The Boulder-based Laboratory for Atmospheric and Space Science (LASP) has become an international powerhouse for space science research and instrument design. A research institute at CU-Boulder, LASP conducts world-renowned atmospheric, planetary, and solar research in a climate of student involvement.
Emerging from the Upper Air Laboratory in the 1940’s, LASP’s research focus has expanded greatly over the past five decades. Originally, LASP was rooted in the use of sounding rockets to study the upper atmosphere and sun, specifically in the ultraviolent wavelengths. Eventually, leaders like Charles Barth infused LASP with a strong interplanetary focus. Dr. Daniel Baker, LASP Director, discusses his role in this research continuum:
“I came here in the 90’s with an explicit goal of trying to broaden our kind of research involvement. I’ve encouraged us to broaden our imaging capabilities and expand our study of energetic particles, plasmas, and cosmic dust. Over time, we’ve become a truly wide spectrum lab with abilities to make measurements in all kinds of environments at all wavelengths.”
By all accounts, the depth and breadth of research conducted through LASP is truly phenomenal. With the successful fly-by of Pluto by New Horizons, LASP is the only university research institution in the world to have sent instruments to all eight planets and Pluto. It collaborates frequently with national entities like NASA, NSF and JPL on all aspects of mission execution, from instrument design to mission operations and data analysis.
At any given time, LASP can be juggling the development and operation of over a dozen instruments and space science flight programs. Baker explains the mindset that allows such multi-tasking to flourish:
“The people who come to LASP realize that we are all in it together and working towards a common purpose. I think they feel a broad sense of commitment and achievement. This cooperativeness allows us to share resources and be more conciliatory as far as when things get done.”
Throughout its myriad of research pursuits, LASP retains a priority on promoting student involvement. Baker notes:
“We provide a profound educational experience for students. Students work side-by-side with mission operators [for programs like Kepler and MAVEN] and professional engineers on projects spanning CubeSats to major satellite instrumentation. Gradually, students become experts in all aspects of their spacecraft. They can then go out as seasoned veterans into the spacecraft industry.”
One student payload of particular recent relevance is the Student Dust Collector (SDC). Designed, built and tested by CU students, SDC is the only one of New Horizon’s seven instruments to operate continuously since the spacecraft’s 2006 launch. SDC is providing insight into the origins of our solar system, as their website explains:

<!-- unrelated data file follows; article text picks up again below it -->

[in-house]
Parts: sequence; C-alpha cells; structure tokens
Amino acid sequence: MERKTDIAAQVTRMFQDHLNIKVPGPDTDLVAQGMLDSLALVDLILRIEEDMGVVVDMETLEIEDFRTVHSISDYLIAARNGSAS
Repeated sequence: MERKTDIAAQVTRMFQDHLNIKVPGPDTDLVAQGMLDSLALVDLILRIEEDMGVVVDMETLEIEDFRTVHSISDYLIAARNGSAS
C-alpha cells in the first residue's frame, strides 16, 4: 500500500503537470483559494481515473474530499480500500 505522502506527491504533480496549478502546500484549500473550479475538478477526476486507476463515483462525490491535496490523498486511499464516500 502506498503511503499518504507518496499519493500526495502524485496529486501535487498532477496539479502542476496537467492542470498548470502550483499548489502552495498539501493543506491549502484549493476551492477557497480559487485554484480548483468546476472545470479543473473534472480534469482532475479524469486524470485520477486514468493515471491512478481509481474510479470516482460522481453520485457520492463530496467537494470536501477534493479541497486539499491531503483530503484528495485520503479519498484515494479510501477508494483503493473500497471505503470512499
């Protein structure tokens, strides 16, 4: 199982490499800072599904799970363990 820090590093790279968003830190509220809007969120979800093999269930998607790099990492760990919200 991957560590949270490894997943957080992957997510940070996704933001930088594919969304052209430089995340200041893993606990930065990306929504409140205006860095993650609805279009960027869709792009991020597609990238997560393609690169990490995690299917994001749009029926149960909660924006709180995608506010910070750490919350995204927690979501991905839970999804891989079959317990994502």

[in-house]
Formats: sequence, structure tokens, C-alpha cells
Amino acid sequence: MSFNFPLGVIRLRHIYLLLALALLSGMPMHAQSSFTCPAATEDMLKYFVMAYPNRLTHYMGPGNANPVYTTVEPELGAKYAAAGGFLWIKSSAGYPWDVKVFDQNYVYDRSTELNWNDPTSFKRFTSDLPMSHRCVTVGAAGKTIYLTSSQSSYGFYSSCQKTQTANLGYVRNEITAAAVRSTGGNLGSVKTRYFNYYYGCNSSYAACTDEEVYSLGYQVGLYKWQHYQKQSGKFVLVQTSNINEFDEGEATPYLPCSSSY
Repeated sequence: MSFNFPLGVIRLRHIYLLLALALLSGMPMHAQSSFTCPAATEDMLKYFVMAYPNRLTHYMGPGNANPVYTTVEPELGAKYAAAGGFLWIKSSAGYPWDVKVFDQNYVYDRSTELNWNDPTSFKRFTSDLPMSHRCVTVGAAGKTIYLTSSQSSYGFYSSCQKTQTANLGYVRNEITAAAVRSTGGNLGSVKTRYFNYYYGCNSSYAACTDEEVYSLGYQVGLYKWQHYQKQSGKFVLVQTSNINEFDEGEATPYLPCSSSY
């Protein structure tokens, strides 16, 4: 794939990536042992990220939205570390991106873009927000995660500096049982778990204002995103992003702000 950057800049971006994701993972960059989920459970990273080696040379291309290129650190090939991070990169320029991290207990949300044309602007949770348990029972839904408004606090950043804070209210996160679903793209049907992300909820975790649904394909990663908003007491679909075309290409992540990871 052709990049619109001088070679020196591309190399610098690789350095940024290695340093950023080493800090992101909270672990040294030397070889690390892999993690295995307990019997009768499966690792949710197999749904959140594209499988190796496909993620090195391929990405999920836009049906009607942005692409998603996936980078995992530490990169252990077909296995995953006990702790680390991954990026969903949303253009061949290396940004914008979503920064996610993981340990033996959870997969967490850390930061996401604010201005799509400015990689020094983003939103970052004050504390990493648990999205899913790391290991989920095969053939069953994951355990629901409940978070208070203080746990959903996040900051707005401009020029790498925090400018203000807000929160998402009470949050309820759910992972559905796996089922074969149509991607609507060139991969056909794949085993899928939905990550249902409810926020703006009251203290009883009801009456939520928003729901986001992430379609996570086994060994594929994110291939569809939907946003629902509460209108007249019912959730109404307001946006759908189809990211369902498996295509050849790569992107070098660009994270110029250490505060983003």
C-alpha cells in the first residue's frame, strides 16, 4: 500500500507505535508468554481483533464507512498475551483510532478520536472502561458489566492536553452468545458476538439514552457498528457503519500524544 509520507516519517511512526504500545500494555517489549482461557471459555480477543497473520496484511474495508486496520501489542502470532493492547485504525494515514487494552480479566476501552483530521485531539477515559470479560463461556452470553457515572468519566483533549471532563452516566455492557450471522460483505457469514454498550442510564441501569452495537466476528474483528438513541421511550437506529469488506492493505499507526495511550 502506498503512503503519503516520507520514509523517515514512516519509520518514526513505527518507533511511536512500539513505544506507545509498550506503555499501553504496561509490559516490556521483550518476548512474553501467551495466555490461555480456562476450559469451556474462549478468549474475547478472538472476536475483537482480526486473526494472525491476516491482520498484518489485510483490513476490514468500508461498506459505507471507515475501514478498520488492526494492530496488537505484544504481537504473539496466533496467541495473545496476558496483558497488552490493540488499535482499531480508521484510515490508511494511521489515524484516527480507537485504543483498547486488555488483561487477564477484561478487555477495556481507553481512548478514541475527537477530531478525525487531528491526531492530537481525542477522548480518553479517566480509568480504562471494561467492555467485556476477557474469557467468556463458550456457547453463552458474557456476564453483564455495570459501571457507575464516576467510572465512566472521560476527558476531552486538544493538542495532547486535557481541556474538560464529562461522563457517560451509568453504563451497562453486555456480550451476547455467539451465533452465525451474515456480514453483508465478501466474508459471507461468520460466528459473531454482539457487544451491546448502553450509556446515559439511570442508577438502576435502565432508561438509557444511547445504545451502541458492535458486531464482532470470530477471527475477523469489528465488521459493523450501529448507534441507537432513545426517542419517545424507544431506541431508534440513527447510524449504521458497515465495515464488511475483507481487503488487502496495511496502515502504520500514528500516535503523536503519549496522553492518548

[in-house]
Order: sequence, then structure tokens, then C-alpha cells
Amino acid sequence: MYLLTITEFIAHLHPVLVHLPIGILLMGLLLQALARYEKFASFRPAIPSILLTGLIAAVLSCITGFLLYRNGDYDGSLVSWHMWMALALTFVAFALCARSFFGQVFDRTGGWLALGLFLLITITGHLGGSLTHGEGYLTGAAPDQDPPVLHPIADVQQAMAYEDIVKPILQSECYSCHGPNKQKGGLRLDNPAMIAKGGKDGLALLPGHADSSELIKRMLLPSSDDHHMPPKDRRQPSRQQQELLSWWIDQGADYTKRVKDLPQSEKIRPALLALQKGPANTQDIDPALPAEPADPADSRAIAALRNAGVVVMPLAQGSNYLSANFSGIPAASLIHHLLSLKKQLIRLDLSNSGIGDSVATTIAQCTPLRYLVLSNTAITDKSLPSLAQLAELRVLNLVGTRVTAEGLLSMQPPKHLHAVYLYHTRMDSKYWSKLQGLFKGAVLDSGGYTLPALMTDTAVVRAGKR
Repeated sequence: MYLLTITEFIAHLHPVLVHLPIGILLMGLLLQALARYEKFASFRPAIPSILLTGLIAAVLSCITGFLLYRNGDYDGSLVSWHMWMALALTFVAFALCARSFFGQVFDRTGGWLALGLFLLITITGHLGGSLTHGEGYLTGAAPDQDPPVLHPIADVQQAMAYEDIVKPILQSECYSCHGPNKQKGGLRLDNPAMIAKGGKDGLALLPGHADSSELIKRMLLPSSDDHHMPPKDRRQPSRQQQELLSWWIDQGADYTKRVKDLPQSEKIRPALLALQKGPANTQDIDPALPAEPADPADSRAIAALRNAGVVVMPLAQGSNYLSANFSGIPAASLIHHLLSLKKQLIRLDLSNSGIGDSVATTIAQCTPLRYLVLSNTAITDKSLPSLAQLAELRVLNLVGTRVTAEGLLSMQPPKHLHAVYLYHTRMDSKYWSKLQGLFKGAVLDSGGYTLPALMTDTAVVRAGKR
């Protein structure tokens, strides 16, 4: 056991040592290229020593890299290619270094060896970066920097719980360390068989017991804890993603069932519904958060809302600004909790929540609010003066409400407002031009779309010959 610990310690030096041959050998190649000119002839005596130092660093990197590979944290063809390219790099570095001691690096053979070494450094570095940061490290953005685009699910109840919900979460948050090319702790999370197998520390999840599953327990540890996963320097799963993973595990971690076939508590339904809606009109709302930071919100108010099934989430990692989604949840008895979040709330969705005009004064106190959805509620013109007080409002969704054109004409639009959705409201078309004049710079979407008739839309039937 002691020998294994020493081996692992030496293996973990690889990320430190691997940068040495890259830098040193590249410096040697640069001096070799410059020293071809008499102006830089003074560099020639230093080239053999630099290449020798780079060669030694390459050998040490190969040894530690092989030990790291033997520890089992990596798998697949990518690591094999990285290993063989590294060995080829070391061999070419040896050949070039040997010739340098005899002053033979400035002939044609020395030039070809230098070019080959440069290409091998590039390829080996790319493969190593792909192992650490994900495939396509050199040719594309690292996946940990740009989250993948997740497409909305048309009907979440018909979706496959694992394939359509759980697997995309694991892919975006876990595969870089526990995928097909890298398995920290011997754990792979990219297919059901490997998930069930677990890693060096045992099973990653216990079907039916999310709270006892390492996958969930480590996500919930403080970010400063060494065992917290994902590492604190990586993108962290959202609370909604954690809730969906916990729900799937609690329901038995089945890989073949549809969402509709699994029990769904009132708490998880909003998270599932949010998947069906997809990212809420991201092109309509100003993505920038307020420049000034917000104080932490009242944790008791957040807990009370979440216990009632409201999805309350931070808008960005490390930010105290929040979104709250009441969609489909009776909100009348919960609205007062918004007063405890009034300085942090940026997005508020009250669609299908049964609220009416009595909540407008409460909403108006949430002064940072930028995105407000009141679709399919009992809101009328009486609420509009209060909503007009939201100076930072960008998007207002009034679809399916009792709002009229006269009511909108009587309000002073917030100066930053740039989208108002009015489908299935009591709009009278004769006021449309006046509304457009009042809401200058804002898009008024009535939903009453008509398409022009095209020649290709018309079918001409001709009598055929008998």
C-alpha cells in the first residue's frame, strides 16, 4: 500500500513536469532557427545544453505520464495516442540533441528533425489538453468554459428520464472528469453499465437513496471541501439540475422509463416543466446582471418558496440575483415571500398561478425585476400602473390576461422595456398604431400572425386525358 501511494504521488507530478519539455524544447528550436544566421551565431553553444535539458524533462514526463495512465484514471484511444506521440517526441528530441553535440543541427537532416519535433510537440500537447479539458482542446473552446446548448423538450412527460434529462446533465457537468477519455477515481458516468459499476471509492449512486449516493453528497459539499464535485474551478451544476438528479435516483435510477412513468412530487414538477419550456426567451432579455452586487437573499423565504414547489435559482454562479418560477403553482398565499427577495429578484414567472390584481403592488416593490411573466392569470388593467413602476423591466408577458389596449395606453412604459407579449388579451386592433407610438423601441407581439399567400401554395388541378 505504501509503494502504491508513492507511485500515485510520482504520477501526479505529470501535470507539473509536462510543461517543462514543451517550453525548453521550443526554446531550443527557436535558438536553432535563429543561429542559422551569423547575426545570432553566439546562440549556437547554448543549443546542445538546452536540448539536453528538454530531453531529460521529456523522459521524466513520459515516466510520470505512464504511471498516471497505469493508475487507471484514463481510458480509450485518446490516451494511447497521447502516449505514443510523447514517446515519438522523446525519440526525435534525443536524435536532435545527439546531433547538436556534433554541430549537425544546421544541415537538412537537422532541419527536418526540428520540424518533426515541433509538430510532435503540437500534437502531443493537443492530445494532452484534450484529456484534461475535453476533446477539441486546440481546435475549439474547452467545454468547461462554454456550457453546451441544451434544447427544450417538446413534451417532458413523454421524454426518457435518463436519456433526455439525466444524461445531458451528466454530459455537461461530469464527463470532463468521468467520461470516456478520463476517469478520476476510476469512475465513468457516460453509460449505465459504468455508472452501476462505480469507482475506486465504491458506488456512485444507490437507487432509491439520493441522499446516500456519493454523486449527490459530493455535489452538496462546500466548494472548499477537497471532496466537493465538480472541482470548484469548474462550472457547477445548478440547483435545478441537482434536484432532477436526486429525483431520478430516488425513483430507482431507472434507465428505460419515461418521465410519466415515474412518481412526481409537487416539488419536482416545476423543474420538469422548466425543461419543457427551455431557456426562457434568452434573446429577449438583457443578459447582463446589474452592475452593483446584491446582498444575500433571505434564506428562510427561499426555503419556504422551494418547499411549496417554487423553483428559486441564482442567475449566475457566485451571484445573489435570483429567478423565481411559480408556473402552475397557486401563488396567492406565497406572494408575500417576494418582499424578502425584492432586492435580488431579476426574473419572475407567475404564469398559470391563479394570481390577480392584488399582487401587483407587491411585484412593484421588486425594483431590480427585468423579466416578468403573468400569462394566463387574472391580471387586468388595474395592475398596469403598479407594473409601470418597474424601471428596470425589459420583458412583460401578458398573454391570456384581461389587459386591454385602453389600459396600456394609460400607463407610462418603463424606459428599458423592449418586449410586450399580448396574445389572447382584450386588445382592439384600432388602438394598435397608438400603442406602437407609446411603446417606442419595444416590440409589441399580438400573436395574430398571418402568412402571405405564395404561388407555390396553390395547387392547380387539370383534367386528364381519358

“As it travels to Pluto and beyond, SDC will provide information on the dust that strikes the spacecraft during its fourteen-year journey across the solar system. These observations will advance our understanding of the origin and evolution of our own solar system, as well as help scientists study planet formation in dust disks around other stars.”
Beyond formal research and employment settings, LASP researchers engage students in the classroom. Over 20 LASP researchers, including Baker, serve on the CU tenure-track faculty, teaching undergraduate and graduate courses in topics spanning geology to astronomy. To Baker, teaching offers an invaluable opportunity to “impart a lot of good knowledge” to the next generation, while providing a talent pipeline for the LASP research community.
In an industry dominated by regulations, it is frequently difficult for aerospace companies to foster international collaborations. LASP has become a dominant figure in the global aerospace arena, nurturing relationships with space agencies and research institutions around the world. Recently, LASP has partnered with the United Arab Emirates Space Agency to execute the Emirates Mars Mission. Baker notes:
“Space has been and will continue to be a theme that really attracts and engages young people and nations around the world. Many nations view success in space as a demonstration that they’ve made it and to show that they have a place at the ‘international table.’ They view CU-Boulder as a means of becoming valued members of the space community, while being treated as partners.”Throughout its various international collaborations, LASP has become adept at navigating the complexities of ITAR and similar regulations. Even so, LASP researchers are seeking to reform the most “onerous” of these rules by creating policy pieces, writing op-eds and testifying to Congress.
Despite cultivating extensive relationships with national and international entities, LASP greatly values its place in the Boulder aerospace community:
“Boulder is a unique place in the world when it comes to space-related activities. The presence of strong research institutions like NCAR and NOAA, the presence of a vibrant private industry, and the university all make this a unique place. When I was first asked to consider the LASP Director position, I responded that I was happy where I was. However, when I thought about the opportunities here – to not only have strong support from the university but from the whole [Boulder] community – I was drawn in.”
-Written By: Ari Sandberg, Intern